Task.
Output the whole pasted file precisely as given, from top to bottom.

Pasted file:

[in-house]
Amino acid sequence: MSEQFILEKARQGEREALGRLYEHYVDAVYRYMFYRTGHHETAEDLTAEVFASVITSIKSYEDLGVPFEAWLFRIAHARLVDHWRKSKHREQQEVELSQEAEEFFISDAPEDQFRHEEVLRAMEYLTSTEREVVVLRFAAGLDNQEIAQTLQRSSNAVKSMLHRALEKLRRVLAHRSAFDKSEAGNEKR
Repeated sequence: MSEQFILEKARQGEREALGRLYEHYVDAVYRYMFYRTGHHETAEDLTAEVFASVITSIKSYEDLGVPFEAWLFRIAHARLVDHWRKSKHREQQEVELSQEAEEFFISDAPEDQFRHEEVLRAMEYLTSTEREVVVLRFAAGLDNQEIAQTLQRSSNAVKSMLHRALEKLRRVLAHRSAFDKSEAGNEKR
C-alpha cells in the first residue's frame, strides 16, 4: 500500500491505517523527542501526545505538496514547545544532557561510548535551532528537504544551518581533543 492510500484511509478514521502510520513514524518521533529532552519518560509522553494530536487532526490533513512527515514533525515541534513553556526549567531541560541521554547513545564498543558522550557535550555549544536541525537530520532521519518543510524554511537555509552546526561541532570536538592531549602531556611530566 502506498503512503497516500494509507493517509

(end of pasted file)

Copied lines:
[in-house]
Amino acid sequence: MSEQFILEKARQGEREALGRLYEHYVDAVYRYMFYRTGHHETAEDLTAEVFASVITSIKSYEDLGVPFEAWLFRIAHARLVDHWRKSKHREQQEVELSQEAEEFFISDAPEDQFRHEEVLRAMEYLTSTEREVVVLRFAAGLDNQEIAQTLQRSSNAVKSMLHRALEKLRRVLAHRSAFDKSEAGNEKR
Repeated sequence: MSEQFILEKARQGEREALGRLYEHYVDAVYRYMFYRTGHHETAEDLTAEVFASVITSIKSYEDLGVPFEAWLFRIAHARLVDHWRKSKHREQQEVELSQEAEEFFISDAPEDQFRHEEVLRAMEYLTSTEREVVVLRFAAGLDNQEIAQTLQRSSNAVKSMLHRALEKLRRVLAHRSAFDKSEAGNEKR
C-alpha cells in the first residue's frame, strides 16, 4: 500500500491505517523527542501526545505538496514547545544532557561510548535551532528537504544551518581533543 492510500484511509478514521502510520513514524518521533529532552519518560509522553494530536487532526490533513512527515514533525515541534513553556526549567531541560541521554547513545564498543558522550557535550555549544536541525537530520532521519518543510524554511537555509552546526561541532570536538592531549602531556611530566 502506498503512503497516500494509507493517509